Saturday, April 7, 2012

Economic Policies and the BC Forest Sector

Economic policies should encourage sustainable forest management. The Montreal Process, the international agreement on sustainable forest management outlines the following:

"7.3.a Investment and taxation policies and a regulatory environment which recognize the long-term nature of investments and permit the flow of capital in and out of the forest sector in response to market signals, non-market economic valuations, and public policy decisions in order to meet long-term demands for forest products and services;
7.3.b Non-discriminatory trade policies for forest products."

There is enough in the above to keep a whole band of economists or politicians in debate for decades.  
Perhaps the best place to start is to look at the emerging outcomes of forest and economic policies in BC:

  1. BC is vulnerable to export taxes or tariffs on softwood lumber exports to USA owing to the non market sale of public timber
  2. There is a major crunch or decline in timber supply in the interior of BC as salvage of timber from the mountain pine beetle epidemic nears it end. Government and forest industry have blamed the epidemic on climate change but lenient economic policies that encouraged forest industry to harvest species other than pine and fire control led to huge areas of old pine forests that were very susceptible to beetle attack.
  3. The coastal forest industry is suffering in a difficult period of transition to second growth harvest occasioned by rapid depletion of old growth. 
Economic policies external to the forest sector may also have negative effects. The rising value of the Canadian Dollar brought in part by the intention to proceed with rapid exploitation of the Alberta Tar sands will have negative effects on forest product exports.

Economic and forest policies are not producing the desired outcomes for sustainable forest management. The focus of BC's economic and forest policies for the past six or seven decades has been the facilitation of forest corporations efforts to convert trees from public forests into dollars. Lots of dollars were made, but forests and forest dependent communities are now suffering.

Public forests were originally envisioned as a means to encourage free enterprise in wood products manufacture. Rather than have timber companies owning the forest, public timber was supposed to be available on an open market to encourage entrepreneurs and diversification of wood products. British Columbia managed to combine the worst aspects of the public and private sectors in its forest and economic policies. Timber from BC's public forests were allocated to a few forest corporations at administered prices. Competition and diversification were impeded and wood exports became vulnerable to export tariffs. Both corporations and government extracted dollars from the forest. The forests were not subject to business like management. Forest corporations were reluctant to spend on forest management because they did not own the public forests. Government revenues from the forest ended up in general government revenue. Money returned to the forest had to be authorized by government budget and then dispensed through centralized government agencies. This was an uncertain an inefficient way to see to the needs of forest stewardship necessary to ensure sustainable production.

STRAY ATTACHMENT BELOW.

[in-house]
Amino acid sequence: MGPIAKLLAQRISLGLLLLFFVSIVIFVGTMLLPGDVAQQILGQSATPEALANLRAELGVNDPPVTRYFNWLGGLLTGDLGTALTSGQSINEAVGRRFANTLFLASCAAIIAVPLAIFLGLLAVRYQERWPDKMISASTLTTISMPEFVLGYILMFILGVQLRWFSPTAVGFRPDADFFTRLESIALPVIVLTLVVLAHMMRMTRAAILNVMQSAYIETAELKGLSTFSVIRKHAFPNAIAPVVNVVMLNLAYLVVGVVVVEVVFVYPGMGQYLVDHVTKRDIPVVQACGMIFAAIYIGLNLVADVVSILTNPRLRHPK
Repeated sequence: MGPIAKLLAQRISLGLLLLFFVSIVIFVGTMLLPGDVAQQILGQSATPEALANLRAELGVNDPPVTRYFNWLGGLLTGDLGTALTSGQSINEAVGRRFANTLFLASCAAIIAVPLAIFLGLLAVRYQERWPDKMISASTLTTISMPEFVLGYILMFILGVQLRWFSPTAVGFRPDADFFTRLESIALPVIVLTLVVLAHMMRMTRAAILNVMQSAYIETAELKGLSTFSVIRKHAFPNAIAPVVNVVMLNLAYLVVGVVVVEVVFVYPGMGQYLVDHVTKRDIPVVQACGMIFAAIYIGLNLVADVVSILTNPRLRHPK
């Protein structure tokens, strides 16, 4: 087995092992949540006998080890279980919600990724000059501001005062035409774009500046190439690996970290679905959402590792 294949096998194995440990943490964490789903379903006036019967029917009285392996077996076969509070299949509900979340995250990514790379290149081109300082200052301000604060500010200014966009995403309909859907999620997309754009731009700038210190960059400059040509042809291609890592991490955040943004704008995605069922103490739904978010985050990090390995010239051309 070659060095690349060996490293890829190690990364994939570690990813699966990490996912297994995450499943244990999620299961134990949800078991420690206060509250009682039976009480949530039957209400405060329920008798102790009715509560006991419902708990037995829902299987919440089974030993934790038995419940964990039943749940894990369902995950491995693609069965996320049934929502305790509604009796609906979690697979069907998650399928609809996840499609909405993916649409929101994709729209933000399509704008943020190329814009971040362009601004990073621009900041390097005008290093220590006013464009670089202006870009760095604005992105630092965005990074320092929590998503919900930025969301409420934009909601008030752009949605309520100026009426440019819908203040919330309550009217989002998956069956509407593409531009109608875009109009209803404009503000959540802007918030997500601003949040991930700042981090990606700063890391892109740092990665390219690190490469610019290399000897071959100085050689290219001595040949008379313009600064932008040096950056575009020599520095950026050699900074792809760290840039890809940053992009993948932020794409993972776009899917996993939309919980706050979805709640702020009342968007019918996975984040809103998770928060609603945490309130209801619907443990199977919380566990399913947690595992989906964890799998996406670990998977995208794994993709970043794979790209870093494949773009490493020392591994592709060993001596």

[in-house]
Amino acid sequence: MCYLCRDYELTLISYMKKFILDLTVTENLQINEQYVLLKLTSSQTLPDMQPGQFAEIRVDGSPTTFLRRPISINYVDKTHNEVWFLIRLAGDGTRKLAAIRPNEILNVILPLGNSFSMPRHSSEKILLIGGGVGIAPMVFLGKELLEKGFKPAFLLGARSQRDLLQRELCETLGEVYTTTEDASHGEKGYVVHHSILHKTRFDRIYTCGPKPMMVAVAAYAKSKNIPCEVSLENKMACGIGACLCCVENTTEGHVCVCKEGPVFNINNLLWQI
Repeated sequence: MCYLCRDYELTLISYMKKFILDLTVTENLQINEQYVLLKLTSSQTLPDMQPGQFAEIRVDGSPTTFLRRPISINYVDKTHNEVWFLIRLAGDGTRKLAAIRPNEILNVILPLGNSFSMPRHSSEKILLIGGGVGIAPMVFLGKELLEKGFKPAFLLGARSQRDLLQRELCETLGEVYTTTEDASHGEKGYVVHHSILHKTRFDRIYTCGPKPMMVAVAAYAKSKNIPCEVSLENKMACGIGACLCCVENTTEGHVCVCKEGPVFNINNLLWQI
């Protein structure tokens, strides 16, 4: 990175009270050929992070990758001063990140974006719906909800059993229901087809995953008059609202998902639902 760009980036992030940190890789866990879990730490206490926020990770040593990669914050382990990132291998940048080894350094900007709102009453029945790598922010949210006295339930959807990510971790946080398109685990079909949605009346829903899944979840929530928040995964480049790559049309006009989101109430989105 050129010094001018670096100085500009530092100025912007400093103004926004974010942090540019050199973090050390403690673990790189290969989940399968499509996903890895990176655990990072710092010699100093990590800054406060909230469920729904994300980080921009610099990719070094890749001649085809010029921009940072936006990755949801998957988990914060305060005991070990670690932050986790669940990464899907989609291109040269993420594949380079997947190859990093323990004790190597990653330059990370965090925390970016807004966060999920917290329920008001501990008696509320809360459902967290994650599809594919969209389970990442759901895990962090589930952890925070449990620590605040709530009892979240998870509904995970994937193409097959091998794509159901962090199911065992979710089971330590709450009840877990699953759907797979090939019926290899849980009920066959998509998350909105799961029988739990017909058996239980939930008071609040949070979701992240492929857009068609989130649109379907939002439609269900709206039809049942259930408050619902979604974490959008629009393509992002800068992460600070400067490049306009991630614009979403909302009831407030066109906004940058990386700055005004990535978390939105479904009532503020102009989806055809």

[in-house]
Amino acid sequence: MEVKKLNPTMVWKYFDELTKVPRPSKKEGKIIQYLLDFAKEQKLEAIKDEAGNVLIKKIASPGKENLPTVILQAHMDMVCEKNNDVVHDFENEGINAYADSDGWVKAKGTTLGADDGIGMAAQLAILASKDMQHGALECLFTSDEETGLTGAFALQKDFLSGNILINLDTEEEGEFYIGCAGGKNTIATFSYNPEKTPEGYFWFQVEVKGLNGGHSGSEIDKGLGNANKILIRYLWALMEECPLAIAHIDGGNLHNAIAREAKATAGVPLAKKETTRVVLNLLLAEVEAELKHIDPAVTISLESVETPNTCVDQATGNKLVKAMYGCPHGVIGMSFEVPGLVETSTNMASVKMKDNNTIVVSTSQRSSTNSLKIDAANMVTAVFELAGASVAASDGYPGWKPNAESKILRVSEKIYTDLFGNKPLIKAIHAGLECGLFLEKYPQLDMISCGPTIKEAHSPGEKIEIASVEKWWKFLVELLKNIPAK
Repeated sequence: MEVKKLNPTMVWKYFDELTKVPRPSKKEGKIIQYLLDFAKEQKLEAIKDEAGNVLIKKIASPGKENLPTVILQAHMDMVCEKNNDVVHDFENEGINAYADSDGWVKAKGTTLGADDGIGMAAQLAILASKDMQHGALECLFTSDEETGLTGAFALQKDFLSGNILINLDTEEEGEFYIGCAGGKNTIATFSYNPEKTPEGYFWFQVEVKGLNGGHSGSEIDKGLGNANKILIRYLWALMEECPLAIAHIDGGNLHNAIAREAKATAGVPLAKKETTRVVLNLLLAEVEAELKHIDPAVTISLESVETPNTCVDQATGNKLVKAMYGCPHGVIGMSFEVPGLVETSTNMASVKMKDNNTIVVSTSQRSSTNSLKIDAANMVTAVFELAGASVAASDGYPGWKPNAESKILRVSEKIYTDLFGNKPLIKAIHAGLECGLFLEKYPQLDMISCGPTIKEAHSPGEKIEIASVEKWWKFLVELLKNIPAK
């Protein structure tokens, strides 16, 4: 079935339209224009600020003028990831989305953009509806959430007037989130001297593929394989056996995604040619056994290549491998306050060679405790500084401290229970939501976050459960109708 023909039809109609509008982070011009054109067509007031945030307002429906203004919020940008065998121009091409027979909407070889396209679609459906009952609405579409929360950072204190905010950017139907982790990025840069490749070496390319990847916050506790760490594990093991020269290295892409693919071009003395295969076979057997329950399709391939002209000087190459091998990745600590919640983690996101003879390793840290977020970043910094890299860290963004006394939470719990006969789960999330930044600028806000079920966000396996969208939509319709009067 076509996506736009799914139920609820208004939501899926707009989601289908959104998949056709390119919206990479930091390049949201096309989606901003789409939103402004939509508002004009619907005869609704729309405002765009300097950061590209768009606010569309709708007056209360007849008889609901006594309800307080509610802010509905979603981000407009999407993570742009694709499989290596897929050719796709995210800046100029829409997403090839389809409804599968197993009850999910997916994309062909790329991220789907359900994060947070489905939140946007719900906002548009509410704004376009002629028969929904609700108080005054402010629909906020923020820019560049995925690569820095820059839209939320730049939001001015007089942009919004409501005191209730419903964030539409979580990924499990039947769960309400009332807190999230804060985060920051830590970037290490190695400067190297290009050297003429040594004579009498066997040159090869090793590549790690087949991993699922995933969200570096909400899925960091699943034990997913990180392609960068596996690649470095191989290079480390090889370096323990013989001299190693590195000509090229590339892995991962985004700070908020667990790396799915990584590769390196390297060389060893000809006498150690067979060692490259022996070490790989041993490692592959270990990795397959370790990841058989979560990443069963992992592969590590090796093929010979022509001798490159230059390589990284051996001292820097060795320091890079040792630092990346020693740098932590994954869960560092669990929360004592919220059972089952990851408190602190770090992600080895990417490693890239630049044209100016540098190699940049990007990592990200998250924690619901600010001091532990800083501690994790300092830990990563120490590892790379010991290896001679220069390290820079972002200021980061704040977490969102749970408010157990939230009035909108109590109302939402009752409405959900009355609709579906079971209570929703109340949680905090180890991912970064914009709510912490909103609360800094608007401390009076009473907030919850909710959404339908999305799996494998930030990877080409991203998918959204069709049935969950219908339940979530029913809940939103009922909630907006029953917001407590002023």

BC's forest and economic policies need a major overhaul. In today's world of neo-conservative ideas the first solution to be proposed will be the privatization of BC's public forests. Private interests have already exploited the best of BC's timber and they will eagerly purchase the debilitated forests for a song. 

Can public forests be managed in a business manner and ensure sustainability? The local forest trust model shows most promise. Local forest trusts would be run at a local scale with an elected board and professional managers on a business basis. Income from the free market sale of timber, non timber and nature based economic enterprises would be used to cover the costs of forest stewardship. Local forest trusts would be accountable to a BC Forest Trust Assembly comprised of elected and professional delegates from local forest trusts. It is a free enterprise arrangement accountable to local people and will serve communities better than politicians in Victoria who have treated the public forests like a pork barrel or overpaid corporate executives equally bent on extracting dollars from the forest.

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